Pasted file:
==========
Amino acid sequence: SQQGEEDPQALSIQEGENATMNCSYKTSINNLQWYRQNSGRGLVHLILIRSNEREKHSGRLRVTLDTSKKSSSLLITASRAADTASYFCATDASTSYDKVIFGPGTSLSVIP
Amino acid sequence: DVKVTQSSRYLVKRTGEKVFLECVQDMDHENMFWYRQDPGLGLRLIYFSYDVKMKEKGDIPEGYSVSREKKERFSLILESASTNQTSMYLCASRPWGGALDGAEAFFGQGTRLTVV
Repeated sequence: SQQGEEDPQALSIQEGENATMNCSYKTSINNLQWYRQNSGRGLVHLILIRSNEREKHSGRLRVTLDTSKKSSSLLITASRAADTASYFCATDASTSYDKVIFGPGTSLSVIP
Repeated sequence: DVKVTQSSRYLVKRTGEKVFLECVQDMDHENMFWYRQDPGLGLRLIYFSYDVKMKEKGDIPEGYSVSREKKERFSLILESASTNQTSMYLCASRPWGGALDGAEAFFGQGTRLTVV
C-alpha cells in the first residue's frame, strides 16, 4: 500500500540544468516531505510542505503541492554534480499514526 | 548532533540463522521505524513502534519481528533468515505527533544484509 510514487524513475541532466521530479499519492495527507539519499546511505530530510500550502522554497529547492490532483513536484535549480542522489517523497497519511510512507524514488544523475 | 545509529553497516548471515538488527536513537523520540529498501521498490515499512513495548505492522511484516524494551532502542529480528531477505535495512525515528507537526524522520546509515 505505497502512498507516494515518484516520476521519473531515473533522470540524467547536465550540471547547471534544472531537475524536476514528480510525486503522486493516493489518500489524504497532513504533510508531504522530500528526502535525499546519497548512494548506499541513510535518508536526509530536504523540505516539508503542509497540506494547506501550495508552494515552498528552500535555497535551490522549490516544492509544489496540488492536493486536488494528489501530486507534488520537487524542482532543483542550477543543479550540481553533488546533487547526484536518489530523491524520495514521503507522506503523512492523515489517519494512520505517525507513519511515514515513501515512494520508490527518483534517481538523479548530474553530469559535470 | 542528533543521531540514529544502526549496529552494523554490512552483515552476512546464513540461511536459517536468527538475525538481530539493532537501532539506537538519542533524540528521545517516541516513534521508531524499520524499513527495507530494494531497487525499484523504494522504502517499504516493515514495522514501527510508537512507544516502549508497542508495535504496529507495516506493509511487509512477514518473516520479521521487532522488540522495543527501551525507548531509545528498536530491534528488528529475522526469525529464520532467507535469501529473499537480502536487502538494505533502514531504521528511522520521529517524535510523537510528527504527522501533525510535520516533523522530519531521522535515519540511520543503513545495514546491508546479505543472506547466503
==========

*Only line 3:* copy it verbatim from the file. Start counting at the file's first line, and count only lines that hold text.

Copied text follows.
Repeated sequence: SQQGEEDPQALSIQEGENATMNCSYKTSINNLQWYRQNSGRGLVHLILIRSNEREKHSGRLRVTLDTSKKSSSLLITASRAADTASYFCATDASTSYDKVIFGPGTSLSVIP